After I finished my gastrointestinal fellowship, I did my transplant fellowship at Northwestern University. Laura M. Kulik, MD, who was a speaker and moderator [at the 2020 HCC-TAG Conference] was the first person who got me interested in this field. I would go to see patients with her and attend multidisciplinary tumor board. She started my passion for liver cancer.

Afterward, I started the Liver Tumor Program at both Emory University and University of Chicago Medicine. I learned how to best serve patients from working with different specialists.

Therefore, it came gradually. I liked the patient population, had some good mentors, and realized I could run a program. That is how I got here.

How would you define your practice?

I am a clinician, not a basic scientist or translational researcher. When a patient comes to our tumor program at University of Chicago Medicine, we want to personalize medicine for that patient. Also, we want to educate patients, their families, and the community around us about liver cancer.

I've been very lucky to have leaders at University of Chicago Medicine who support us, as well as colleagues in interventional radiology, oncology, and transplant surgery, who all support our clinic.

Similarly, we have a multidisciplinary tumor board where we evaluate patients and truly listen to one another. We often agree but when we don't we always come to the conclusion that this is the right treatment for the patient.

How has the treatment of liver cancer evolved since your career began?

I finished my fellowship in 2009 around the time when sorafenib (Nexavar) was approved. Then, there was no movement in the field until 2017.

In my first job, I would offer my patients sorafenib as treatment because we also treated hepatitis C patients with pegylated interferon and ribavirin. We were used to drugs with toxicities.

Now with the influx of systemic therapies, it is very difficult to stay up to date. There are so much data coming out that it is hard to understand how to appropriately [apply the data to practice]. Again, having a close working relationship with our oncology colleagues becomes important in keeping up with the data to understand the mechanisms of action with these medications.

At the end of the day, we want to do no harm and preserve the patients' liver function the best we can.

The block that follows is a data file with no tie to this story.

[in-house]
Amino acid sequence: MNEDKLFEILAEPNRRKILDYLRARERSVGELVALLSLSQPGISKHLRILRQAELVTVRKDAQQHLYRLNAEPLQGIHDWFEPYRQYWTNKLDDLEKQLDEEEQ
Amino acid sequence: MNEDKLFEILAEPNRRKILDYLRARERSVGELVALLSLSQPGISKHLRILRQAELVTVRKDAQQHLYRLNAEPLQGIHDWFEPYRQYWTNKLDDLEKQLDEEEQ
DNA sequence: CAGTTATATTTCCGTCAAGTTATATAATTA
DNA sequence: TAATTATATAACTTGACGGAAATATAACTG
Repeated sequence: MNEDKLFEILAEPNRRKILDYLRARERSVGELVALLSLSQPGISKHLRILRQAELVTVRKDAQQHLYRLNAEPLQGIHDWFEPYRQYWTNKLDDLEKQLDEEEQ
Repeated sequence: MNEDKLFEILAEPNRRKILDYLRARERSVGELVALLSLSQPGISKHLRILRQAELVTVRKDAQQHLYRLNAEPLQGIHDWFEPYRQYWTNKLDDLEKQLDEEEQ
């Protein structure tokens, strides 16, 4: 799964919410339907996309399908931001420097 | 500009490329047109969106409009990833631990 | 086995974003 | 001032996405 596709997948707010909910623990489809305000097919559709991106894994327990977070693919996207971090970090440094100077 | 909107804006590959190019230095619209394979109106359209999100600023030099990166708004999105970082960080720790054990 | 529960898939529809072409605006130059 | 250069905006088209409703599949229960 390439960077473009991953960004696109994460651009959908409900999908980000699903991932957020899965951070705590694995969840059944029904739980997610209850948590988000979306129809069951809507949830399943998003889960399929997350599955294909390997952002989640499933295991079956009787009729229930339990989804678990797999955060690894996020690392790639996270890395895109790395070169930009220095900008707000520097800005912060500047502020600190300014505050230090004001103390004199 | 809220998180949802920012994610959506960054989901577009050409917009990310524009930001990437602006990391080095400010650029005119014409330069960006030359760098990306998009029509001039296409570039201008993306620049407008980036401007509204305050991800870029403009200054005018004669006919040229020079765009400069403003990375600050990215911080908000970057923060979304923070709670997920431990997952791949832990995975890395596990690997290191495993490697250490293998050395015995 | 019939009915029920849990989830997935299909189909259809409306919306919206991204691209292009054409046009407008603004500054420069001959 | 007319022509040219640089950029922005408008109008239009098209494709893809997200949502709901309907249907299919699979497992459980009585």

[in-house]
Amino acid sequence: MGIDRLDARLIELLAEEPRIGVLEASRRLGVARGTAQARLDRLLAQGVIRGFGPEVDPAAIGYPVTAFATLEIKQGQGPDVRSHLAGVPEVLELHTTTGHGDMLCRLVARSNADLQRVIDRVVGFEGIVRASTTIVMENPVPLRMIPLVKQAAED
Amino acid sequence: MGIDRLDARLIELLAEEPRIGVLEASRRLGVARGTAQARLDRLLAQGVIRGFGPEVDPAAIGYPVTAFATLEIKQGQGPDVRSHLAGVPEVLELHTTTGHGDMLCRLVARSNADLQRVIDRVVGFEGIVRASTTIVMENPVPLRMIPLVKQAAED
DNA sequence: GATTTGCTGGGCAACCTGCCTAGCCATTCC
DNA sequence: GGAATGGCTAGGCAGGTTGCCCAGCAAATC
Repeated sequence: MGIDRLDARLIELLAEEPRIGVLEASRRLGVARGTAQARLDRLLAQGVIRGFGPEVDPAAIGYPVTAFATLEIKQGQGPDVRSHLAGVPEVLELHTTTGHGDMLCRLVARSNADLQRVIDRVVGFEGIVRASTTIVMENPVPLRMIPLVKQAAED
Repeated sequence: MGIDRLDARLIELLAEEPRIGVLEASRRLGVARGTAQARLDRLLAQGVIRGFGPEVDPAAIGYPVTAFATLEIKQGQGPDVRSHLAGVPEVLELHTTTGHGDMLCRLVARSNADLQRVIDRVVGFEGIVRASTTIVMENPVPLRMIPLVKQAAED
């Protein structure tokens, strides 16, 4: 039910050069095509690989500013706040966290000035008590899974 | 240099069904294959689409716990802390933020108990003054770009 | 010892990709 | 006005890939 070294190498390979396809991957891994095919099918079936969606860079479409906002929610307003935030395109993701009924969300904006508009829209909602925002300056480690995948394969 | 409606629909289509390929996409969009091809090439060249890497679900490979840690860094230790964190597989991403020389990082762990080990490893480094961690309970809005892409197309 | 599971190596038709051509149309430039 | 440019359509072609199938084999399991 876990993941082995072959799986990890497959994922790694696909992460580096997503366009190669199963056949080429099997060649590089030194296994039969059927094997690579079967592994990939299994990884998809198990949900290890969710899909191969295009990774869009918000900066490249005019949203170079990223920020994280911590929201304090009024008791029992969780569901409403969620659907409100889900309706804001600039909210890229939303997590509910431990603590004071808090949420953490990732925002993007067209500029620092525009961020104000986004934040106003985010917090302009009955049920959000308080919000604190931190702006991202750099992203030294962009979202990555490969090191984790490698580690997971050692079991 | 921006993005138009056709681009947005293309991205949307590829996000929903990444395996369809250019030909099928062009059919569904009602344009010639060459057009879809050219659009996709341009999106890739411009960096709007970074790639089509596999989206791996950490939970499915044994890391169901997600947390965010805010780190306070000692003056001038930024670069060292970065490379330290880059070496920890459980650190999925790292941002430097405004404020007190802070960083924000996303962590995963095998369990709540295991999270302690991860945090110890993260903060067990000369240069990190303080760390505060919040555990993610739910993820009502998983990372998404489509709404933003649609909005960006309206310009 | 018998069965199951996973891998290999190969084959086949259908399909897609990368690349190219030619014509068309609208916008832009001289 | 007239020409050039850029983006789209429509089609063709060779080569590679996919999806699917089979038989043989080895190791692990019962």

The IMbrave150 study has garnered a lot of excitement. What implications do the results of this trial have on practice?

The difference with the IMbrave150 trial is that though [atezolizumab (Tecentriq) and bevacizumab (Avastin)] are not new to the oncology world, they are new to the cirrhotic world. We have to be careful of the indications in which these medications hopefully receive approval for soon.

There are patients with HCC who have underlying liver disease. We have to ensure that we appreciate that, as the IMbrave150 trial was done in patients with preserved liver function.

What exciting research are you currently involved in?

I am fortunate enough to be part of a group of researchers often led by Signal or Neehar Parikh, MD. Recently, Parikh submitted a National Institute of Health grant to look at transarterial chemoembolization versus transarterial radioembolization in patients with advanced HCC. Currently, there is no level I evidence comparing the 2 approaches. University of Chicago Medicine is 1 of 5 centers that will be enrolling patients on this trial.

We also have several industry-sponsored trials looking at first- and second-line therapies for liver cancer.

What is your take-home message that drives your passion to continue treating patients with HCC?

You have to have a passion for what you do. I have a lot of empathy for my patients and for people with liver disease. Many of those people did not know they had liver disease and have now developed cancer. Additionally, I am seeing more younger patients being diagnosed with advanced liver cancer.

[It is] wonderful when we are fortunate enough to walk patients through a curative cancer journey by taking them to transplant. However, many times that is not the case and we see patients with very advanced disease. Nonetheless, there is something about walking a patient through that journey even if you can't offer them much. We are going to maximize QoL through palliative services.

As providers, we want our patients to have trust in us and believe that we want to do what is best for them.

What are some remaining challenges in HCC?

One challenge is identifying patients earlier so we can offer them curative treatments. We are seeing a lot of advanced cases. Even though we know which individuals should undergo surveillance, we are not quite where we should be [with patient selection]. Education is very important in telling providers if you have a patient with cirrhosis or hepatitis B who meet certain criteria that you have to surveil for liver cancer.

Another challenge is that although there have been tremendous improvements in available treatment options, we are not curing patients with advanced HCC. We are offering them longer survival, but we are not curing them.

Liver cancer is such a heterogeneous disease not just between people and their underlying liver disease, but between the cases of liver cancer themselves, and even between regions in a single tumor.

We have not yet identified molecular drivers that we can target to personalize medicine for liver cancer. There is a lot of great work going into it, but we haven't yet translated it into clinical practice.